Opera Scotland

Tannhäuser 1905Carl Rosa Opera Company

Read more about the opera Tannhäuser

The reviewer for the Glasgow Herald ((28 March) said  'In the matter of attendance the Carl Rosa Company began fairly well last night with Tannhäuser.   The Grand Theatre could have held a few more people, but the place had at least a well-filled appearance.

'The Carl Rosa Company must evoke in Glasgow opera-lovers the most pleasant memories.   Somehow in the early Carl Rosa days there was a youthful enthusiasm about things operatic that seems quite lacking at present.  There were great worlds to conquer in those days.  When we look down the line of Wagnerian and other operas produced for the first time in English by the indefatigable Rosa we realise how much we owe to him.

'The company has, of course, changed much in the course of time.   At present it is remarkably strong on its vocal side.   It is a long time since we heard the smaller roles in Tannhäuser filled with such distinction.   In the tournament of song all the singers, without exception, were worth listening to, and, needless to say, this unusual state of affairs added greatly to one's enjoyment.   The solo of the shepherd boy, that opens the second scene of the first act, was also very prettily sung.   The chorus is not a very large one, but it too, is thoroughly efficient.   The difficult problem of first tenor seems to have been satisfactorily solved.   Altogether, the Carl Rosa Company does not depend only on the 'stars'.

'Mr Hedmondt, with diminished vocal powers, may be regarded as a victim to Wagnerian roles.  Yet though his voice is not at all what it was, he is such a fine artist that one almost forgets his vocal limitations.  He is still the best Tannhäuser we have had in Glasgow.  Last night we had again Wagner's minstrel knight, never a little anything, but each thing fully and entirely  as energetic in sin as in saintliness.  Mr Hedmondt's Tannhäuser should not be missed by those who have not seen it.

'Madame Sobrino made vocally a quite convincing Elisabeth, although she did not give the character much colour.  Mr Arthur Winckworth was a splendid Landgrave, and hardly less good was the Wolfram of Mr Lewys James.   The smaller parts, divided amongst Miss Douglas-Wilson, Miss Ethel Pender-Cudlip, and Messrs Frank Arthur, Henry Bateman, Albert Fenton and Edward Davies were filled, as we have already said, with every success.   A better all-round stage performance of Tannhäuser we have seldom heard.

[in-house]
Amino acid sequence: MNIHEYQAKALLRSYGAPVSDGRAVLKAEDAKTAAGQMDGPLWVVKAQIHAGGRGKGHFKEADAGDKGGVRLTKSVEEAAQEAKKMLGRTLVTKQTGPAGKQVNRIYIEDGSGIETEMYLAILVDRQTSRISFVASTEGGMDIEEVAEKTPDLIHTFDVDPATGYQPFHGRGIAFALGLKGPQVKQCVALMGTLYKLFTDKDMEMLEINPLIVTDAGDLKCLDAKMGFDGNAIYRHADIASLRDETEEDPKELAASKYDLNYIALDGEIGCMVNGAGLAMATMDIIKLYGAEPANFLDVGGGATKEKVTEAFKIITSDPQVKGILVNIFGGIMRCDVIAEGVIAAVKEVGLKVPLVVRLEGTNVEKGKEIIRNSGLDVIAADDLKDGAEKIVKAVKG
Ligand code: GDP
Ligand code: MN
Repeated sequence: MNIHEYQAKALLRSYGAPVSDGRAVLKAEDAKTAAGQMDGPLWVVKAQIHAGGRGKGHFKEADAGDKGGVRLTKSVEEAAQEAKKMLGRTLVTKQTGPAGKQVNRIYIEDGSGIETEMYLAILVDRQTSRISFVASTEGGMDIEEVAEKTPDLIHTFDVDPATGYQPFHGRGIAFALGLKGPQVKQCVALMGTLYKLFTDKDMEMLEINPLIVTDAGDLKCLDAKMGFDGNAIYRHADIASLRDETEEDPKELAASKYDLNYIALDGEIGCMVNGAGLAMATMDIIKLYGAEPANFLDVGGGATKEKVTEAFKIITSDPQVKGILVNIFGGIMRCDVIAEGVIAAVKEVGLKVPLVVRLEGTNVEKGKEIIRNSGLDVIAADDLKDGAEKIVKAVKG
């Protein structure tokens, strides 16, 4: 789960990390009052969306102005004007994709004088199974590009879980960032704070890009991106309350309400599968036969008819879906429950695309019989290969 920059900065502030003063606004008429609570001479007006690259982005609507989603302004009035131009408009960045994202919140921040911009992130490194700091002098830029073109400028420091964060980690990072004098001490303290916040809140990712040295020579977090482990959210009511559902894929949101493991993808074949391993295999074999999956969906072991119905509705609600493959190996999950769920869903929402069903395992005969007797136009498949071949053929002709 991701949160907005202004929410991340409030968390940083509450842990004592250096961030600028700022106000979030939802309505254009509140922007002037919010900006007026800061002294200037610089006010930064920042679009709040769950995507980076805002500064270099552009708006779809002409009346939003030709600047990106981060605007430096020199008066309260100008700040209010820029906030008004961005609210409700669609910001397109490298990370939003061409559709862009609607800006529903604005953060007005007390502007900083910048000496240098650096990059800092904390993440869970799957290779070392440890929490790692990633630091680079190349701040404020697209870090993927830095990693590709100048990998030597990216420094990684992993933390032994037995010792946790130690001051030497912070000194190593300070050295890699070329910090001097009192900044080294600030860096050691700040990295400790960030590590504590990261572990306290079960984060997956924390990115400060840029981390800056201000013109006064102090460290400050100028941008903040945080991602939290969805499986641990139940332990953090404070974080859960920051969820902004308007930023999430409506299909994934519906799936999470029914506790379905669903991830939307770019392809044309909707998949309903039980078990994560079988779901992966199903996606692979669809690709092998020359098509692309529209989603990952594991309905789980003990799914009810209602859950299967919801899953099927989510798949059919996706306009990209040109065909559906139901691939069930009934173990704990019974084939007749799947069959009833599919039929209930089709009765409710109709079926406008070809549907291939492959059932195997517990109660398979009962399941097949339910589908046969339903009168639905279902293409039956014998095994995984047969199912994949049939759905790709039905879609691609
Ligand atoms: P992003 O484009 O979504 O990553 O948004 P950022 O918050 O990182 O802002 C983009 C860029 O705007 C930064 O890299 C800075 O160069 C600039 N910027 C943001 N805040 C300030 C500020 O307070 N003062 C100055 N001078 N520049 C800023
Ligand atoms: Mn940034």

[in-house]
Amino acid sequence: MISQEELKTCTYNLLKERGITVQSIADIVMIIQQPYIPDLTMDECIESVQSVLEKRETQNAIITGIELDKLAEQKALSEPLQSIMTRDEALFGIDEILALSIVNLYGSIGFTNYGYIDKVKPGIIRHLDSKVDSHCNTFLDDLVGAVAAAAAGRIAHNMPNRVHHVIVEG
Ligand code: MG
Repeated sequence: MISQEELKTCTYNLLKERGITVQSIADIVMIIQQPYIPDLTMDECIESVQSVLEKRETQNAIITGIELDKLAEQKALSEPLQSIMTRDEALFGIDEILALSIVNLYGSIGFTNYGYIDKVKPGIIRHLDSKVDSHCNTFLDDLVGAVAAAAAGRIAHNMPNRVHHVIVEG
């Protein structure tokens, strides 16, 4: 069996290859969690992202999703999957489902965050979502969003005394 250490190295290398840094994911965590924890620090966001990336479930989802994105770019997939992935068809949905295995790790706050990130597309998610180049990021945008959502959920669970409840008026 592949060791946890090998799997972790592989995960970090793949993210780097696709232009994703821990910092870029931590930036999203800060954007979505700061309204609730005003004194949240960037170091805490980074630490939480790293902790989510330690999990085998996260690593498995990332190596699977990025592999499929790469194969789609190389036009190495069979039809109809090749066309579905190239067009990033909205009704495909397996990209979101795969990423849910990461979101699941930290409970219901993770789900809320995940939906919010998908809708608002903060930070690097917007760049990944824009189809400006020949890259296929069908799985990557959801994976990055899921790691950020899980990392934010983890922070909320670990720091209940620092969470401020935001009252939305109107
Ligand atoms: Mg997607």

'Excellent as was the work done behind the footlights,  the performance, as a whole, was considerably marred by a very unsatisfactory orchestra, under Mr Eugene Goossens.   The strings were especially trying.  We suppose from a touring opera company we cannot expect everything.   But the Carl Rosa management really should see to their band.  Last night its thin 'scratchy' tones were an almost continuous annoyance.   With the instrumental on a level with the vocal, the company might even better their former best days."

 

Six singers are mentioned in the review without specifying roles.  An element of judicious guesswork has been applied, paricularly for the minor minnesingers - two tenors and two basses.  None of the six has been recorded as performing in Tannhäuser during other seasons.

The reason for the orchestral difficulties is clear.   The company's usual Glasgow venue was the Theatre Royal, whose pit band were highly familiar with most of the operatic works toured (and novelties would usually be played on Friday, to provide extra rehearsal time).  Their job was to merge in with the band of players toured by the company.  If, as here, the Theatre Royal was not available, an alternative was sought.  The resident musicians at the Grand were used to playing for music hall and touring musical comedy.  They were not accustomed to having to perform a Wagner score after a couple of hours rehearsal.   This must have been a challenge even for Eugene Goossens.  How they coped with Tristan can only be imagined.

 

On this return to Scotland after an absence of a few years, Carl Rosa Opera's  performances were as follows:-

Week 1, comm 27 Mar: Mon 27 Tannhäuser; Tue 28 Don Giovanni; Wed 29 Faust; Thu 30 Lohengrin; Fri 31 Rigoletto; Sat 1 Apr m Cav & Pag; Sat 1 Apr e Maritana.

Week 2, comm 3 Apr: Mon 3 Faust; Tue 4 Tristan and Isolde; Wed 5 Rigoletto; Thu 6 Tannhäuser; Fri 7 Marriage of Figaro; Sat 8 m Don Giovanni; Sat 8 e Carmen.

Performance Cast

Venus

Jean Douglas-Wilson (Mar 27)

Tannhäuser a knight and minnesinger

Charles Hedmondt (Mar 27)

Shepherd boy

Ethel Pender-Cudlip (Mar 27)

Wolfram von Eschenbach a knight and minnesinger

Lewys James (Mar 27)

Hermann Landgrave of Thuringia

Arthur Winckworth (Mar 27)

Walther von der Vogelweide a knight and minnesinger

Edward Davies (Mar 27)

Heinrich der Schreiber a knight and minnesinger

Albert Fenton (Mar 27)

Biterolf a knight and minnesinger

Frank Arthur (Mar 27)

Reinmar von Zweter a knight and minnesinger

Henry Bateman (Mar 27)

Elisabeth niece of the Landgrave

Madame Sobrino (Mar 27)

Performance DatesTannhäuser 1905

Map List

Grand Theatre, Glasgow | Glasgow

27 Mar, 19.30 6 Apr, 19.30

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